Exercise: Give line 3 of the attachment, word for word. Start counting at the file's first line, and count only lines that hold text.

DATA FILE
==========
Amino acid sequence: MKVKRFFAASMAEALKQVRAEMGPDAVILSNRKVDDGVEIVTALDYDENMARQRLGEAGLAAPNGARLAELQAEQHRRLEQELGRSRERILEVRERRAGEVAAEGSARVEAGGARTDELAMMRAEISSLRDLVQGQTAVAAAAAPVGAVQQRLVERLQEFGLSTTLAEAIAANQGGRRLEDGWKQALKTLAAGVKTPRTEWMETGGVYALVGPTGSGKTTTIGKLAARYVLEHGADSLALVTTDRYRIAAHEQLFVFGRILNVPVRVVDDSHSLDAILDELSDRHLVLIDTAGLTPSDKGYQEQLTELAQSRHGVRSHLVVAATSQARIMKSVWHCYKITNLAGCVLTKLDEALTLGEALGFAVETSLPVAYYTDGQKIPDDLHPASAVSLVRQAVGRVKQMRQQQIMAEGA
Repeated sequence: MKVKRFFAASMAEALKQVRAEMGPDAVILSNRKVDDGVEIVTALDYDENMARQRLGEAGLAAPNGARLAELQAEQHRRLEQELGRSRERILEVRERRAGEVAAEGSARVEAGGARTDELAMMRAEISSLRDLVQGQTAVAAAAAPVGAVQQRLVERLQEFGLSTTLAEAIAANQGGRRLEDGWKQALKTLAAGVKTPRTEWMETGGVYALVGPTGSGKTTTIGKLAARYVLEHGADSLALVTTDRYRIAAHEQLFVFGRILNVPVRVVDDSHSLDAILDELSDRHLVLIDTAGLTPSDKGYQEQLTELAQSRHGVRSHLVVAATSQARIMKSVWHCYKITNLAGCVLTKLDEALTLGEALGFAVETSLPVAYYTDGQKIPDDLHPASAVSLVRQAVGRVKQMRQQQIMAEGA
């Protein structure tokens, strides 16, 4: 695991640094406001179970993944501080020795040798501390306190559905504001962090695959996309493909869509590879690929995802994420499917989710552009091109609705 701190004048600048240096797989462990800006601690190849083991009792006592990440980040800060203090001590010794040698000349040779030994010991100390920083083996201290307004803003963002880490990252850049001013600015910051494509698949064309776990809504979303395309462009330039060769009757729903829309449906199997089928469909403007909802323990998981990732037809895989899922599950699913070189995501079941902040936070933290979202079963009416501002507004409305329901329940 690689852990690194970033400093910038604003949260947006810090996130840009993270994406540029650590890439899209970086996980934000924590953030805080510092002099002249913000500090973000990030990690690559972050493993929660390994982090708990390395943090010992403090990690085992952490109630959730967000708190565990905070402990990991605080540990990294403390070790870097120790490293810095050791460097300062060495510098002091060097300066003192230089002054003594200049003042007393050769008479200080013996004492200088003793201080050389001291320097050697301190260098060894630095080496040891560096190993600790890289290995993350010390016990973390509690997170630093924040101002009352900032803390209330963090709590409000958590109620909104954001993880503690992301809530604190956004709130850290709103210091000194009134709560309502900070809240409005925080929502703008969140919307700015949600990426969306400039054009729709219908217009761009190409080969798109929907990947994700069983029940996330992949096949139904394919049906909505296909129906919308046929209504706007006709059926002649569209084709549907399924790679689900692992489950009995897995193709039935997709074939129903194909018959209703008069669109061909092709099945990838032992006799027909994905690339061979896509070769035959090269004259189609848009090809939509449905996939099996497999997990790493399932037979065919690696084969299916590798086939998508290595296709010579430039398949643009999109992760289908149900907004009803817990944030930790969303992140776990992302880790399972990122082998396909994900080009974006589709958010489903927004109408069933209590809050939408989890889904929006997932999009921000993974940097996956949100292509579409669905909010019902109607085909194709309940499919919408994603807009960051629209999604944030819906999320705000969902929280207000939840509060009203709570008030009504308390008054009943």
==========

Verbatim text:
């Protein structure tokens, strides 16, 4: 695991640094406001179970993944501080020795040798501390306190559905504001962090695959996309493909869509590879690929995802994420499917989710552009091109609705 701190004048600048240096797989462990800006601690190849083991009792006592990440980040800060203090001590010794040698000349040779030994010991100390920083083996201290307004803003963002880490990252850049001013600015910051494509698949064309776990809504979303395309462009330039060769009757729903829309449906199997089928469909403007909802323990998981990732037809895989899922599950699913070189995501079941902040936070933290979202079963009416501002507004409305329901329940 690689852990690194970033400093910038604003949260947006810090996130840009993270994406540029650590890439899209970086996980934000924590953030805080510092002099002249913000500090973000990030990690690559972050493993929660390994982090708990390395943090010992403090990690085992952490109630959730967000708190565990905070402990990991605080540990990294403390070790870097120790490293810095050791460097300062060495510098002091060097300066003192230089002054003594200049003042007393050769008479200080013996004492200088003793201080050389001291320097050697301190260098060894630095080496040891560096190993600790890289290995993350010390016990973390509690997170630093924040101002009352900032803390209330963090709590409000958590109620909104954001993880503690992301809530604190956004709130850290709103210091000194009134709560309502900070809240409005925080929502703008969140919307700015949600990426969306400039054009729709219908217009761009190409080969798109929907990947994700069983029940996330992949096949139904394919049906909505296909129906919308046929209504706007006709059926002649569209084709549907399924790679689900692992489950009995897995193709039935997709074939129903194909018959209703008069669109061909092709099945990838032992006799027909994905690339061979896509070769035959090269004259189609848009090809939509449905996939099996497999997990790493399932037979065919690696084969299916590798086939998508290595296709010579430039398949643009999109992760289908149900907004009803817990944030930790969303992140776990992302880790399972990122082998396909994900080009974006589709958010489903927004109408069933209590809050939408989890889904929006997932999009921000993974940097996956949100292509579409669905909010019902109607085909194709309940499919919408994603807009960051629209999604944030819906999320705000969902929280207000939840509060009203709570008030009504308390008054009943």